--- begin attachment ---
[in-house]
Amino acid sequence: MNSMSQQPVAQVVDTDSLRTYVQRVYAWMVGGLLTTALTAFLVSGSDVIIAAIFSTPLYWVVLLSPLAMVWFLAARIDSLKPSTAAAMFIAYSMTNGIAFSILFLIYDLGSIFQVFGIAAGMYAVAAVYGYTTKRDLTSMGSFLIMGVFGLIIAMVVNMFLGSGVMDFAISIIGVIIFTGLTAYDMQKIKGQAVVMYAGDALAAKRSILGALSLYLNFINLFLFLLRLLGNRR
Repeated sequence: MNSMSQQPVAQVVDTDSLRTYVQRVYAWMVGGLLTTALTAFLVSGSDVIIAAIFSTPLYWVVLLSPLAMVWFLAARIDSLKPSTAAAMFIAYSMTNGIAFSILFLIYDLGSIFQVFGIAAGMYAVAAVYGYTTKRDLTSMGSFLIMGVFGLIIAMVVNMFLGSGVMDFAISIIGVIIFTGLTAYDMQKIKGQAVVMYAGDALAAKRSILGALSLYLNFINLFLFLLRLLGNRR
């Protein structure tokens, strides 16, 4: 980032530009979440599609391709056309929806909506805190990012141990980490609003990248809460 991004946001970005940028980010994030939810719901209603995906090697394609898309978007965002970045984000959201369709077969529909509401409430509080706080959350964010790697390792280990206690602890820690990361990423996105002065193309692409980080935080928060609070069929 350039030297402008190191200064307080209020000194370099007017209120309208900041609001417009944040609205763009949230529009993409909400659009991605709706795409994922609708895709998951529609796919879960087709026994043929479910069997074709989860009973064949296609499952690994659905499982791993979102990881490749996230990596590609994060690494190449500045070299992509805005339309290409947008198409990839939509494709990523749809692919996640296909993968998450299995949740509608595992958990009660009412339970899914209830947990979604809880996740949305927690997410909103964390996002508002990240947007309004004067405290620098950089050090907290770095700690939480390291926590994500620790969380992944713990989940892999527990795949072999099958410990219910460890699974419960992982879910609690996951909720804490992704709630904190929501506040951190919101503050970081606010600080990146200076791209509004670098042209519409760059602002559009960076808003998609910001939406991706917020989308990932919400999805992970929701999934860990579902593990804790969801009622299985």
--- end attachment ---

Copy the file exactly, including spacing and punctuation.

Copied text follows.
[in-house]
Amino acid sequence: MNSMSQQPVAQVVDTDSLRTYVQRVYAWMVGGLLTTALTAFLVSGSDVIIAAIFSTPLYWVVLLSPLAMVWFLAARIDSLKPSTAAAMFIAYSMTNGIAFSILFLIYDLGSIFQVFGIAAGMYAVAAVYGYTTKRDLTSMGSFLIMGVFGLIIAMVVNMFLGSGVMDFAISIIGVIIFTGLTAYDMQKIKGQAVVMYAGDALAAKRSILGALSLYLNFINLFLFLLRLLGNRR
Repeated sequence: MNSMSQQPVAQVVDTDSLRTYVQRVYAWMVGGLLTTALTAFLVSGSDVIIAAIFSTPLYWVVLLSPLAMVWFLAARIDSLKPSTAAAMFIAYSMTNGIAFSILFLIYDLGSIFQVFGIAAGMYAVAAVYGYTTKRDLTSMGSFLIMGVFGLIIAMVVNMFLGSGVMDFAISIIGVIIFTGLTAYDMQKIKGQAVVMYAGDALAAKRSILGALSLYLNFINLFLFLLRLLGNRR
């Protein structure tokens, strides 16, 4: 980032530009979440599609391709056309929806909506805190990012141990980490609003990248809460 991004946001970005940028980010994030939810719901209603995906090697394609898309978007965002970045984000959201369709077969529909509401409430509080706080959350964010790697390792280990206690602890820690990361990423996105002065193309692409980080935080928060609070069929 350039030297402008190191200064307080209020000194370099007017209120309208900041609001417009944040609205763009949230529009993409909400659009991605709706795409994922609708895709998951529609796919879960087709026994043929479910069997074709989860009973064949296609499952690994659905499982791993979102990881490749996230990596590609994060690494190449500045070299992509805005339309290409947008198409990839939509494709990523749809692919996640296909993968998450299995949740509608595992958990009660009412339970899914209830947990979604809880996740949305927690997410909103964390996002508002990240947007309004004067405290620098950089050090907290770095700690939480390291926590994500620790969380992944713990989940892999527990795949072999099958410990219910460890699974419960992982879910609690996951909720804490992704709630904190929501506040951190919101503050970081606010600080990146200076791209509004670098042209519409760059602002559009960076808003998609910001939406991706917020989308990932919400999805992970929701999934860990579902593990804790969801009622299985």